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Dragon Universe Wiki
Super Canon

Dragon Ball canon is officially defined with the inclusion of Super in 2018.

Dragon Ball canon (正史, seishi; Literally meaning "official history")[1] was first officially defined during the Tokyo Skytree + Viz North America Tour in an exhibit called the History of Dragon Ball. It was later reaffirmed in December 2018 in Weekly Shōnen Jump.

As of the start of this tour on November 1, 2018, the official canon of Dragon Ball includes Akira Toriyama's original Dragon Ball manga (which composes both Dragon Ball and Dragon Ball Z in the West) and the Dragon Ball Super manga, which has its story written by Toriyama and artwork drawn by Toyotarō.[2]

Additionally, despite not being adapted by the Dragon Ball Super manga as Dragon Ball Z: God and God was, Toriyama has confirmed that the events of Dragon Ball Z: Revival of "F" are a canonical continuation of his manga, as well.[3] He also considers the Jaco the Galactic Patrolman manga and its extra chapter, Dragon Ball Minus, to be connected to his series.[4] Most recently, Toriyama added Broly and Gogeta into the Dragon Ball canon with Dragon Ball Super: Broly.[1]

Canon Story Arcs

During the History of Dragon Ball exhibit at the Tokyo Skytree + Viz North America Tour, official names were given for each of the canon story arcs in both the Dragon Ball and Dragon Ball Super manga.

Dragon Ball

  1. Hunt for the Dragon Balls Arc
  2. Kame-Sennin Training Arc
  3. 21st Tenka-Ichi Budōkai Arc
  4. Red Ribbon Army Arc
  5. Uranai Baba Arc
  6. 22nd Tenka-Ichi Budōkai Arc
  7. Piccolo Daimaō Arc
  8. 23rd Tenka-Ichi Budōkai Arc
  9. Saiyan Arc
  10. Freeza Arc
  11. Androids Arc
  12. Cell Arc
  13. High School Arc
  14. 25th Tenka-Ichi Budōkai Arc
  15. Majin Boo Arc

Dragon Ball Super

  1. Hakaishin Beerus Arc
  2. Hakaishin Champa Arc
  3. "Future" Trunks Arc
  4. Universe Survival Arc
  5. Galactic Patrol Prisoner Arc
  6. Granolah the Survivor Arc
  7. High School Arc
  8. Super Hero Arc

Akira Toriyama and Dragon Ball Canon

Akira Toriyama is the original creator and author of the Dragon Ball manga. Over the years, Toriyama has made numerous claims about the canon status of various medias set within his franchise. It is clear from these comments—and from others, in which he derides both the Japanese and English anime adaptations for their portrayal of Son Gokū—that he defines the canon of Dragon Ball as being in relation to his original manga.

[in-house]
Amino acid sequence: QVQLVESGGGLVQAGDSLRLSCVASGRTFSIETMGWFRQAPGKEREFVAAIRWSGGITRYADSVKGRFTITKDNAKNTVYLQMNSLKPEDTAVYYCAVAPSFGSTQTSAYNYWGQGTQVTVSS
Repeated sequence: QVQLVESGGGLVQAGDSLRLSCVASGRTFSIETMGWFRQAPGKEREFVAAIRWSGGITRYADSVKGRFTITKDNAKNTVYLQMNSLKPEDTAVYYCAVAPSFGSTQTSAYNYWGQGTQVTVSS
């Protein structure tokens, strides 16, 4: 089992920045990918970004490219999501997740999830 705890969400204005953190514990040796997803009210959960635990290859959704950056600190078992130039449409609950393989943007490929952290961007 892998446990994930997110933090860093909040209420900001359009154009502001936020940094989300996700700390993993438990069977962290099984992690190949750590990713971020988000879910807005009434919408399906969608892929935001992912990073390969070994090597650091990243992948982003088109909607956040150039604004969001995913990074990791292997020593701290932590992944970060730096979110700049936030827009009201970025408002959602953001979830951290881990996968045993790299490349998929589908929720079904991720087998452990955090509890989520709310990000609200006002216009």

On the Dragon Ball and Dragon Ball Z movies, Toriyama stated:

I take the movies as “stories in a different dimension from the main story of the comic”. I’m entirely just an audience member for them.

—Akira Toriyama, Daizenshū 7 Interview

On Dragon Ball Z: God and God and Dragon Ball Z: Revival of "F", Toriyama stated that:

[As with the last movie], I thought up the new story for the next Dragon Ball theatrical film as though it were a continuation of the manga when it was in serialization.

—Akira Toriyama, V-Jump (2014)

However, in November 2018, Toei Animation and Shueisha Publishing Co., Ltd. confirmed during the Tokyo Skytree + Viz North America Tour that the Dragon Ball Super manga, for which Toriyama was responsible for only the story and character designs, was canon to Toriyama's manga.[2]

Canon and the Extended Universe

The Dragon Ball franchise consists of a vast variety of media including various anime, films, video games, and even other manga series. This can make it difficult to discern the canonicity of certain content. However, as of the Tokyo Skytree + Viz North America Tour's History of Dragon Ball exhibit, it is confirmed that only the Dragon Ball and Dragon Ball Super manga, with the addition of Revival of "F", Jaco the Galactic Patrolman, and Dragon Ball Minus, are considered canon to Toriyama's franchise.

Anime and Canon

The Dragon Ball anime, Dragon Ball Z, Dragon Ball Z Kai, and Dragon Ball Super anime all adapt content from their respective manga series. As a result, the adapt and depict canon content. However, they also depict original content that falls outside the preview of canon (i.e., the Garlic Junior Arc).